Atherosclerotic plaques consist of complex accumulation of arterial smooth muscle cells that have been stimulated to proliferate excessively. Latent viral infection cause cell destruction, alter cellular metabolism, or induce transformation of infected cells and are now implicated to play a role in the pathogenesis of atherosclerosis. (Courtesy Elsevier, Inc., ScienceDirect
. Used with permission.)
In this course we will explore the new emerging field of pathogen-induced chronic diseases. Work in this field has redefined the causes of some major disorders, such as ulcers. By reading the primary research literature we will learn about the molecular mechanisms through which pathogens cause disease. The diseases that we cover will be introduced with a short patient case study. We will discuss the bacterium Helicobacter pylori and gastric disease, HPV and cervical cancer, hepatitis C virus and liver disease, Epstein-Barr virus and lymphoma, Cytomegalovirus and atherosclerosis, as well as diabetes and multiple sclerosis. We will study technical advances in the fight against microbes and explore future directions for new treatment strategies of chronic infections and inflammation.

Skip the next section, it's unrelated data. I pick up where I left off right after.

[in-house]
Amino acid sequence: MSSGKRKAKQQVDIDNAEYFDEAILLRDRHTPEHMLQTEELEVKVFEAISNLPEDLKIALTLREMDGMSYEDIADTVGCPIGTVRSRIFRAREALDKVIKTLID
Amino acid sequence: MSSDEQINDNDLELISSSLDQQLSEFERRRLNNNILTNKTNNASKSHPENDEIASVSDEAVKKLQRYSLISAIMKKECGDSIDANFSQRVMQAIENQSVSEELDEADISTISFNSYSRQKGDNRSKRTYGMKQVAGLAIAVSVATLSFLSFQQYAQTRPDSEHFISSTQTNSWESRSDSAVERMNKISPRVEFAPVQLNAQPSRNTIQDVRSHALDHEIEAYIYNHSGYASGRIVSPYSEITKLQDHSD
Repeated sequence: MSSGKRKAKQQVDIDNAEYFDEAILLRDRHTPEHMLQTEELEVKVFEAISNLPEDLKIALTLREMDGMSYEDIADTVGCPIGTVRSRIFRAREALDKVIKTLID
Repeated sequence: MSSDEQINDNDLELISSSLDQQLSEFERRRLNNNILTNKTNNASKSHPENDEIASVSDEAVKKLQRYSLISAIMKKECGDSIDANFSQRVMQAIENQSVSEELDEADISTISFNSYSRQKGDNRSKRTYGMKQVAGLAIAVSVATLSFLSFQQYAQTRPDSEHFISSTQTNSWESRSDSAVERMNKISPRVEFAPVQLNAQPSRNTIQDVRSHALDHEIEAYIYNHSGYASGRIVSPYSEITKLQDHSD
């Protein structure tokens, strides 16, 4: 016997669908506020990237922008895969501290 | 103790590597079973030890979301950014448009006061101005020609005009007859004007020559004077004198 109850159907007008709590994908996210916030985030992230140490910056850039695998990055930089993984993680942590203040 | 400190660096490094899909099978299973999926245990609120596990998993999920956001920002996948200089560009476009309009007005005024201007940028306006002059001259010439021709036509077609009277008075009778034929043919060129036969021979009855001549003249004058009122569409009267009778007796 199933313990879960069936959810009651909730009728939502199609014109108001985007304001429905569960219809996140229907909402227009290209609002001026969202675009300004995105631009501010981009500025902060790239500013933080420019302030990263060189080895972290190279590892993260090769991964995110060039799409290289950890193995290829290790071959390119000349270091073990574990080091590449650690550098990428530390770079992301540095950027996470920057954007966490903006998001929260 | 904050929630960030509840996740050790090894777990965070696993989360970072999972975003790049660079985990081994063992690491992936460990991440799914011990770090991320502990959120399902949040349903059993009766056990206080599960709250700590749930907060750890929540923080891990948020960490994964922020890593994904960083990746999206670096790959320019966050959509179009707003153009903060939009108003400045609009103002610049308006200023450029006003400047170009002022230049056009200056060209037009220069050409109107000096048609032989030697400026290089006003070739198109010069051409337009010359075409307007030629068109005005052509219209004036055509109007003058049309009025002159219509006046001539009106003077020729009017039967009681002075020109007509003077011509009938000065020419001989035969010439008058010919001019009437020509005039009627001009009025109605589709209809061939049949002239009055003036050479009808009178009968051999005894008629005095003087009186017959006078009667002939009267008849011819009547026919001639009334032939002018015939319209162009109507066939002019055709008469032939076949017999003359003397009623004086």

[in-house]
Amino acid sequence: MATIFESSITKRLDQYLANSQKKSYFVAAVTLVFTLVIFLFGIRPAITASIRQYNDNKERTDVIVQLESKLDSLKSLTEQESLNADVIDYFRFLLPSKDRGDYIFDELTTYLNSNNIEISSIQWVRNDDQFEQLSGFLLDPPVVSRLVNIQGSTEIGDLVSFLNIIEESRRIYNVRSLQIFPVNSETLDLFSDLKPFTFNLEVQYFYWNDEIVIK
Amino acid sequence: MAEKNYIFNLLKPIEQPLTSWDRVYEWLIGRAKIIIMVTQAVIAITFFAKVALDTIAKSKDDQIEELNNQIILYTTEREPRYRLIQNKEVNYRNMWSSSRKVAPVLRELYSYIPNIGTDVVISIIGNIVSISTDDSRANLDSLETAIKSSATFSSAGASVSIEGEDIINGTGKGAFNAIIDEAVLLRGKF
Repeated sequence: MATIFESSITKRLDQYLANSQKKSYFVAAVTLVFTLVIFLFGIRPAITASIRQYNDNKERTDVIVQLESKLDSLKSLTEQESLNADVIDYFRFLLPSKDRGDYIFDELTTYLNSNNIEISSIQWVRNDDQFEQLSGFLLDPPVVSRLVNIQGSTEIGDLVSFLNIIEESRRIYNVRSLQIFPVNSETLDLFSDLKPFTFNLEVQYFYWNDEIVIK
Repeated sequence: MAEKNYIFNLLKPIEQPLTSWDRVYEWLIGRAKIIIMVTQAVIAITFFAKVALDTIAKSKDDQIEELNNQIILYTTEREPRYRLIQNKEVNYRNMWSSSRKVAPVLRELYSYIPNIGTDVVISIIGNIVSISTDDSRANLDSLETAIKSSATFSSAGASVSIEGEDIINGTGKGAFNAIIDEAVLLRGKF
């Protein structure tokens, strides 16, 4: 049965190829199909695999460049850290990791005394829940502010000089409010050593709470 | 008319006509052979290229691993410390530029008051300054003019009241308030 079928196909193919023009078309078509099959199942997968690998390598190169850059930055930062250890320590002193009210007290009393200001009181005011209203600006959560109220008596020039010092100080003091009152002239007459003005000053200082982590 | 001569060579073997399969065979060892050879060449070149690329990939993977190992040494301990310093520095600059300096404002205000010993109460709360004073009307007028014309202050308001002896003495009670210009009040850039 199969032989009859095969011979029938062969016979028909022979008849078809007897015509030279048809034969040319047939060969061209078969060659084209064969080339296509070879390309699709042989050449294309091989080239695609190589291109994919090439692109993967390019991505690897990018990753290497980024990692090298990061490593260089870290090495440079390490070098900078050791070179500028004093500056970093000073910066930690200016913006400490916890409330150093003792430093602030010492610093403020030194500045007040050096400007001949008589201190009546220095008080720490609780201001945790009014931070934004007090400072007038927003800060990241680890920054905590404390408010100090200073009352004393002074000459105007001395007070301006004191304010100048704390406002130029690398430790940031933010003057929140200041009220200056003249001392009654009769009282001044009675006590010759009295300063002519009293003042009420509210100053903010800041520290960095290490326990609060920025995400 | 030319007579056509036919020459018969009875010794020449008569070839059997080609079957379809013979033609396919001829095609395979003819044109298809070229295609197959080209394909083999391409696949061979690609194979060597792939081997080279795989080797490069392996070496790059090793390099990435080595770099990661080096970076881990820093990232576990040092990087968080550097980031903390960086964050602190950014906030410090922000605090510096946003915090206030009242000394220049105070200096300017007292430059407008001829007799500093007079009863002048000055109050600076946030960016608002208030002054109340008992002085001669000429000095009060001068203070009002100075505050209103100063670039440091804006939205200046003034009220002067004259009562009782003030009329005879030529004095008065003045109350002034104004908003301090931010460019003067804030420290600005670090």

This course is one of many Advanced Undergraduate Seminars offered by the Biology Department at MIT. These seminars are tailored for students with an interest in using primary research literature to discuss and learn about current biological research in a highly interactive setting. Many instructors of the Advanced Undergraduate Seminars are postdoctoral scientists with a strong interest in teaching.